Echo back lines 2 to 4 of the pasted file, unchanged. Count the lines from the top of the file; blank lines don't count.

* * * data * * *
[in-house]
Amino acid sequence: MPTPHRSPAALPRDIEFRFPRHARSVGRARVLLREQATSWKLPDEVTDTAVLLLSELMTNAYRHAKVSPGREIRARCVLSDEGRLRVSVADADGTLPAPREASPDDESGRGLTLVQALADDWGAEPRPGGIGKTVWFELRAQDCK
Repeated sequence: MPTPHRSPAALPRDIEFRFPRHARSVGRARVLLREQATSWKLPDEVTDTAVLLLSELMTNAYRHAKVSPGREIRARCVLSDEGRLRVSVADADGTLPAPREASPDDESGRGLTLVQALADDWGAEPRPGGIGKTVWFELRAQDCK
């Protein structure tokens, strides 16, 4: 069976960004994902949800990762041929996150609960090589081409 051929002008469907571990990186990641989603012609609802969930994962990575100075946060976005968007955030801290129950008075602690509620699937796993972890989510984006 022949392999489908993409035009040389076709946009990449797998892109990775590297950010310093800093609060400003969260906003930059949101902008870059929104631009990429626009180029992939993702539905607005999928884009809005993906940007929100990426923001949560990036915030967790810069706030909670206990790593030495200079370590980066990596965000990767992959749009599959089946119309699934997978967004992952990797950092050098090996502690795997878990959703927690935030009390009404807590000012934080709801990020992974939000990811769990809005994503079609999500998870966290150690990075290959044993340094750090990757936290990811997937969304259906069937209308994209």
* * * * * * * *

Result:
Amino acid sequence: MPTPHRSPAALPRDIEFRFPRHARSVGRARVLLREQATSWKLPDEVTDTAVLLLSELMTNAYRHAKVSPGREIRARCVLSDEGRLRVSVADADGTLPAPREASPDDESGRGLTLVQALADDWGAEPRPGGIGKTVWFELRAQDCK
Repeated sequence: MPTPHRSPAALPRDIEFRFPRHARSVGRARVLLREQATSWKLPDEVTDTAVLLLSELMTNAYRHAKVSPGREIRARCVLSDEGRLRVSVADADGTLPAPREASPDDESGRGLTLVQALADDWGAEPRPGGIGKTVWFELRAQDCK
């Protein structure tokens, strides 16, 4: 069976960004994902949800990762041929996150609960090589081409 051929002008469907571990990186990641989603012609609802969930994962990575100075946060976005968007955030801290129950008075602690509620699937796993972890989510984006 022949392999489908993409035009040389076709946009990449797998892109990775590297950010310093800093609060400003969260906003930059949101902008870059929104631009990429626009180029992939993702539905607005999928884009809005993906940007929100990426923001949560990036915030967790810069706030909670206990790593030495200079370590980066990596965000990767992959749009599959089946119309699934997978967004992952990797950092050098090996502690795997878990959703927690935030009390009404807590000012934080709801990020992974939000990811769990809005994503079609999500998870966290150690990075290959044993340094750090990757936290990811997937969304259906069937209308994209």